He had much more to say about the nuances of what was done and the breadth of what was done at convention.  You can see the whole thing here.

Roshi posted this poem of his, which he read at a service for House of All Sinners and Saints:

one perfect day (mark 6:53-56)

i walk into intensive care

and see my sister lying under
crisp white sheets.
a dozen beeping monitors gathered
closely around her bed. (more…)

Saw this on on Ian Mobsby’s site (my first time there):

Last Wednesday, Jon Oliver, (author and training Ordinand for Pioneer Ministry on placement with Moot) led our Quest Evening, designed to explore biblical texts and open them up as Stanley Hauerwas says to ‘an interpretative community’.  Well we looked at John 4:1-42 and the Samaritan Woman at the well.

This text is always challenging and beautiful.  It expresses the mission of God to blur boundaries of the sacred in the secular, challenging cultural taboos, and gives us a palpable foretaste of the Kingdom of God.

If you want to see more, look here.

The following meditation was written by David G Mullen, retired bishop and pastor of the ELCA:

 Christ, why this cannibalism?  Do I really have to eat you?  Your words are offensive and disgusting: eating your flesh, drinking your blood.


I confess that my inclination is to spiritualize what you ask for.  Let’s make this about believing the right things about you, or about the pursuit of some sort of warm religious experience of union and bliss.  Show me a pathway away from your flesh and blood.  Show me an escape from the human condition you entered.  Show me how to avoid the sweaty, stinky, bad-breathed, farting, hard-faced, arm-crossed chests of the people who are your body.  Show me a way to escape from the homeless with their signs at the freeway exits; the gangsters driving their booming cars; this aging body; the moldering grave; the death of those I love and those I fear; the horror and brutality of the murderous human condition: from your tortured corpus on the Cross.


But, you say, “I am the bread of life.”  You call me to open the mouth of mind and heart wide, to take in and chew on the realities of the human condition you entered and loved and saved.  Eat my flesh!  Take all this in, swallow it, digest it, excrete that which is mere waste, and live on the rest.


Christ, if the only escape from you and all that you entered is soul death, then give me the grace and courage to eat–your flesh, the flesh of us all.  Eating you, I chew on eternal life.   

I started something new today.  I participated in a small writers group for clergy.  We did timed periods of free writing (this period was on anything that came to mind after hearing several passages of scripture).  It’s not finished writing, but this is what I produced:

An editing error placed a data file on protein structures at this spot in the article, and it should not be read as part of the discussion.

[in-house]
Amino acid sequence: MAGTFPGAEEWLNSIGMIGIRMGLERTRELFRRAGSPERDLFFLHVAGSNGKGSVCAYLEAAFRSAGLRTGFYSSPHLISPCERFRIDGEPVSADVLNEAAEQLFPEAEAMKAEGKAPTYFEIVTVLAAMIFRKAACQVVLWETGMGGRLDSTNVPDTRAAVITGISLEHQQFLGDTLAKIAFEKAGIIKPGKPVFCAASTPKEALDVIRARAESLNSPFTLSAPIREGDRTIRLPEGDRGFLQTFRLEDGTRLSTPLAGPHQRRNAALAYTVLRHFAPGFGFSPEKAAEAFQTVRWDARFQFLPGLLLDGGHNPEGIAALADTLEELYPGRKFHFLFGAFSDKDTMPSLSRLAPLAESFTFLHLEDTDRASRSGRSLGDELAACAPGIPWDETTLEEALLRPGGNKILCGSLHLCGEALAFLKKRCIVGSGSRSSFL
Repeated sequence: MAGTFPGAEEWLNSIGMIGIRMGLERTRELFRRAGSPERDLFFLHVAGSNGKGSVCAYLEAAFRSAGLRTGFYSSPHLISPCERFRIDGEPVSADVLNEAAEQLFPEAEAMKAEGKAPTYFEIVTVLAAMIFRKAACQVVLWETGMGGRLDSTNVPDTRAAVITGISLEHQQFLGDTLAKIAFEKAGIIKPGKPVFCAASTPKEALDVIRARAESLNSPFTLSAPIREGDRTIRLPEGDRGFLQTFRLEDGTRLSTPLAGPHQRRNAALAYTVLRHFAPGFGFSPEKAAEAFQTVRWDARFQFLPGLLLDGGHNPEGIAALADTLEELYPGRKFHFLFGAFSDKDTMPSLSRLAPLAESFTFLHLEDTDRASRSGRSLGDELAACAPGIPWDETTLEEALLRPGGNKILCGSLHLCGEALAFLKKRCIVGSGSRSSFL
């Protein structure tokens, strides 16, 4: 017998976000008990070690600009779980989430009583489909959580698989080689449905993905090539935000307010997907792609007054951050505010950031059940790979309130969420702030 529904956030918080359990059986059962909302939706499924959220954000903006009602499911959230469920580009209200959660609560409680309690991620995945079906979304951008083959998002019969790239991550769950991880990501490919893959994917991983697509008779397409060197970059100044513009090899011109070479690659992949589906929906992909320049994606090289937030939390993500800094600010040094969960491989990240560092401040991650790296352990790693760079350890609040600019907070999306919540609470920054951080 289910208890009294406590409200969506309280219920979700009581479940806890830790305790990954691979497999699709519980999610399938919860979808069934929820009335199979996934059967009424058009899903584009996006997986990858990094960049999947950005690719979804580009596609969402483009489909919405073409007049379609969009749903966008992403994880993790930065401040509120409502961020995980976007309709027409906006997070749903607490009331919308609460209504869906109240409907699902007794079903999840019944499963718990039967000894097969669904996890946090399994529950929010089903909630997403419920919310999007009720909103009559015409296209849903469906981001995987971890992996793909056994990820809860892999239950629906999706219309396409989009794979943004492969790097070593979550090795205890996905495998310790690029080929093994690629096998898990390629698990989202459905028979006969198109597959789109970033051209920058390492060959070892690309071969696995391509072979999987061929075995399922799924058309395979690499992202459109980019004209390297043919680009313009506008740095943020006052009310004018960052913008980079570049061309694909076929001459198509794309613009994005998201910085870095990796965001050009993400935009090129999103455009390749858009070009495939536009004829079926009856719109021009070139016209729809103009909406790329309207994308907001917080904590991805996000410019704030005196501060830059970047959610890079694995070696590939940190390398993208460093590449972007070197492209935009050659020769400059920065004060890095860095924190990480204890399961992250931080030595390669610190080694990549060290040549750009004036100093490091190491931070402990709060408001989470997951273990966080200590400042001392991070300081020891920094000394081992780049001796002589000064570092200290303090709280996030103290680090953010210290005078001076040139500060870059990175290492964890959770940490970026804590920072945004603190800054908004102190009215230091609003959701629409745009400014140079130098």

What is it like to be hungry?

I think that’s hard for us to imagine.

Back in seminary, one of the neighboring seminaries had a day to remember those who were hungry.  And they invited their students to fast until dinner that day.

I remember, I can’t remember why, being in an informal worship gathering with some of these students after dinner.  And one young woman went on and on about how, now that she knew what it meant to be hungry, she could stand in solidarity with those around the world in their hunger.

And I remember thinking, she was a naïve fool.  To imagine that some 10 or 20 hours without food gave her any real sense of what it meant to go chronically hungry.  I’d fasted for 5 days before, and I knew that didn’t begin to give me any real sense of identification with their plight.

To begin with, it wasn’t so much about the feeling of hunger.  That mostly went away after a while.  Though I remember feeling ravenously hungry upon my return from a 3 day backpacking trip on which we forgot to bring the food.

No, what we did was both brief and voluntary.  True hunger is about chronic malnutrition.  It’s about not having enough food for your body to develop properly or resist disease.  It’s about life and death – simply finding enough to survive until the morning.

We used to have a companion parish in Uganda.  They knew about this.  They knew if the harvest was bad, their friends and neighbors would die.

Well, there was news on a number of fronts from General Convention in my inbox this morning.  There was a Eucharist themed to domestic poverty.  There will be an effort, if it’s funded, to evangelize Latinos/Hispanics.  And the ordination of gays and lesbians has been approved by the House of Bishops.  Episcopal Life says: (more…)